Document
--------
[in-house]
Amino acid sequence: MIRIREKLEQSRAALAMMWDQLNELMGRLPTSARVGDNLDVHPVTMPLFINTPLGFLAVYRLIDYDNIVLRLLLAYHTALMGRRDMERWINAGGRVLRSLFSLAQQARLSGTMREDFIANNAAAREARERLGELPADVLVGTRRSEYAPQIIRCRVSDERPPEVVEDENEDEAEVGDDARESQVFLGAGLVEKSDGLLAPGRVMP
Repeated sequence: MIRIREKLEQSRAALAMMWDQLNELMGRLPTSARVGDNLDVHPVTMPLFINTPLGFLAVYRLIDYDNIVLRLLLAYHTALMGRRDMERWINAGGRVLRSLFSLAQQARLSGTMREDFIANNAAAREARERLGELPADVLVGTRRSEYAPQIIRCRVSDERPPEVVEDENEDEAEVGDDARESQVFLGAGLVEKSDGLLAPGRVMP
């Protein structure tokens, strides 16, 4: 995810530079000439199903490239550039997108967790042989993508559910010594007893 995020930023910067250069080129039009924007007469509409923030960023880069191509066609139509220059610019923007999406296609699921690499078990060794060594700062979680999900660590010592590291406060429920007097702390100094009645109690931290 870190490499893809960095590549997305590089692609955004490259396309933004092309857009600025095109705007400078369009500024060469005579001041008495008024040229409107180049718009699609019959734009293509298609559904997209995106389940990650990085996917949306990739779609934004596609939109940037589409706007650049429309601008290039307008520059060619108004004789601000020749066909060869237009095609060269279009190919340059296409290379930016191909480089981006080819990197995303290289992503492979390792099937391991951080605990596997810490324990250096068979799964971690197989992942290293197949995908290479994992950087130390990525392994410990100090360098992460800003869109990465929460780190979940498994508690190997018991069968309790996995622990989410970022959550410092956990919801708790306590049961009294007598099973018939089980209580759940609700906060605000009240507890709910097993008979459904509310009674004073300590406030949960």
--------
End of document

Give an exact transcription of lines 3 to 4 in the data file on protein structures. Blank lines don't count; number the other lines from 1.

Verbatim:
Repeated sequence: MIRIREKLEQSRAALAMMWDQLNELMGRLPTSARVGDNLDVHPVTMPLFINTPLGFLAVYRLIDYDNIVLRLLLAYHTALMGRRDMERWINAGGRVLRSLFSLAQQARLSGTMREDFIANNAAAREARERLGELPADVLVGTRRSEYAPQIIRCRVSDERPPEVVEDENEDEAEVGDDARESQVFLGAGLVEKSDGLLAPGRVMP
């Protein structure tokens, strides 16, 4: 995810530079000439199903490239550039997108967790042989993508559910010594007893 995020930023910067250069080129039009924007007469509409923030960023880069191509066609139509220059610019923007999406296609699921690499078990060794060594700062979680999900660590010592590291406060429920007097702390100094009645109690931290 870190490499893809960095590549997305590089692609955004490259396309933004092309857009600025095109705007400078369009500024060469005579001041008495008024040229409107180049718009699609019959734009293509298609559904997209995106389940990650990085996917949306990739779609934004596609939109940037589409706007650049429309601008290039307008520059060619108004004789601000020749066909060869237009095609060269279009190919340059296409290379930016191909480089981006080819990197995303290289992503492979390792099937391991951080605990596997810490324990250096068979799964971690197989992942290293197949995908290479994992950087130390990525392994410990100090360098992460800003869109990465929460780190979940498994508690190997018991069968309790996995622990989410970022959550410092956990919801708790306590049961009294007598099973018939089980209580759940609700906060605000009240507890709910097993008979459904509310009674004073300590406030949960």